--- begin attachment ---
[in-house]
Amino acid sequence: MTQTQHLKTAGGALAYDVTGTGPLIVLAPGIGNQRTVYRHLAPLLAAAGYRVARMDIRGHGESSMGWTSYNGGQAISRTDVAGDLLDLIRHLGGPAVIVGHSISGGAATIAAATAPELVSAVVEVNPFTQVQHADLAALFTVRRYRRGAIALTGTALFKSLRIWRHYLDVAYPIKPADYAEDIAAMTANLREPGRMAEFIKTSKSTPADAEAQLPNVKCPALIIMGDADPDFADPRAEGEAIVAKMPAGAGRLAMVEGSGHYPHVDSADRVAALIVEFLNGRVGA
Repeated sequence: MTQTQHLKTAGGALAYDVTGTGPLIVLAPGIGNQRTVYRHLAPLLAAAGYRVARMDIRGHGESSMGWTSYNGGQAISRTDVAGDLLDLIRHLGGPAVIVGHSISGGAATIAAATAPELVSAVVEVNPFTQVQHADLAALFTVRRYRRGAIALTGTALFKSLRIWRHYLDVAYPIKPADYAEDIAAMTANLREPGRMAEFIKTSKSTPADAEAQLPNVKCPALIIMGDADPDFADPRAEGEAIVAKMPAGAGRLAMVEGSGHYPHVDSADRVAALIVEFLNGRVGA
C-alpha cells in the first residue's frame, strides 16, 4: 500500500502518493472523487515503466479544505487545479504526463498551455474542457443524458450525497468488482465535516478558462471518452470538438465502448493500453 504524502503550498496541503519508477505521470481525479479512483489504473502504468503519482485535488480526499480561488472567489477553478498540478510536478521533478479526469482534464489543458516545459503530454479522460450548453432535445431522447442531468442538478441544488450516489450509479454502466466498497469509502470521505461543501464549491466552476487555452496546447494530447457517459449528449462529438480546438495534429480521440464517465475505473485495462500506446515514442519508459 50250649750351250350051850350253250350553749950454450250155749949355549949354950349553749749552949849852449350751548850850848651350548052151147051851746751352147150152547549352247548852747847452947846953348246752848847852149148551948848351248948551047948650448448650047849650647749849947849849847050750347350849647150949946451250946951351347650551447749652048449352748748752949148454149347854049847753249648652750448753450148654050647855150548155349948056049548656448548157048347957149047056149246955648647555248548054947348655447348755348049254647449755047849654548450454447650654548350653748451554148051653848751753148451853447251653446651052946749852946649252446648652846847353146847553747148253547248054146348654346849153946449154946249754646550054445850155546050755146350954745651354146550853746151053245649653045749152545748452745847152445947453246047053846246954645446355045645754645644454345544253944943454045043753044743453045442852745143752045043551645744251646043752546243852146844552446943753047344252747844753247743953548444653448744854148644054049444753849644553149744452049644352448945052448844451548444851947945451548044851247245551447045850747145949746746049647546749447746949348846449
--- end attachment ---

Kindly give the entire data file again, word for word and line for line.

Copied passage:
[in-house]
Amino acid sequence: MTQTQHLKTAGGALAYDVTGTGPLIVLAPGIGNQRTVYRHLAPLLAAAGYRVARMDIRGHGESSMGWTSYNGGQAISRTDVAGDLLDLIRHLGGPAVIVGHSISGGAATIAAATAPELVSAVVEVNPFTQVQHADLAALFTVRRYRRGAIALTGTALFKSLRIWRHYLDVAYPIKPADYAEDIAAMTANLREPGRMAEFIKTSKSTPADAEAQLPNVKCPALIIMGDADPDFADPRAEGEAIVAKMPAGAGRLAMVEGSGHYPHVDSADRVAALIVEFLNGRVGA
Repeated sequence: MTQTQHLKTAGGALAYDVTGTGPLIVLAPGIGNQRTVYRHLAPLLAAAGYRVARMDIRGHGESSMGWTSYNGGQAISRTDVAGDLLDLIRHLGGPAVIVGHSISGGAATIAAATAPELVSAVVEVNPFTQVQHADLAALFTVRRYRRGAIALTGTALFKSLRIWRHYLDVAYPIKPADYAEDIAAMTANLREPGRMAEFIKTSKSTPADAEAQLPNVKCPALIIMGDADPDFADPRAEGEAIVAKMPAGAGRLAMVEGSGHYPHVDSADRVAALIVEFLNGRVGA
C-alpha cells in the first residue's frame, strides 16, 4: 500500500502518493472523487515503466479544505487545479504526463498551455474542457443524458450525497468488482465535516478558462471518452470538438465502448493500453 504524502503550498496541503519508477505521470481525479479512483489504473502504468503519482485535488480526499480561488472567489477553478498540478510536478521533478479526469482534464489543458516545459503530454479522460450548453432535445431522447442531468442538478441544488450516489450509479454502466466498497469509502470521505461543501464549491466552476487555452496546447494530447457517459449528449462529438480546438495534429480521440464517465475505473485495462500506446515514442519508459 50250649750351250350051850350253250350553749950454450250155749949355549949354950349553749749552949849852449350751548850850848651350548052151147051851746751352147150152547549352247548852747847452947846953348246752848847852149148551948848351248948551047948650448448650047849650647749849947849849847050750347350849647150949946451250946951351347650551447749652048449352748748752949148454149347854049847753249648652750448753450148654050647855150548155349948056049548656448548157048347957149047056149246955648647555248548054947348655447348755348049254647449755047849654548450454447650654548350653748451554148051653848751753148451853447251653446651052946749852946649252446648652846847353146847553747148253547248054146348654346849153946449154946249754646550054445850155546050755146350954745651354146550853746151053245649653045749152545748452745847152445947453246047053846246954645446355045645754645644454345544253944943454045043753044743453045442852745143752045043551645744251646043752546243852146844552446943753047344252747844753247743953548444653448744854148644054049444753849644553149744452049644352448945052448844451548444851947945451548044851247245551447045850747145949746746049647546749447746949348846449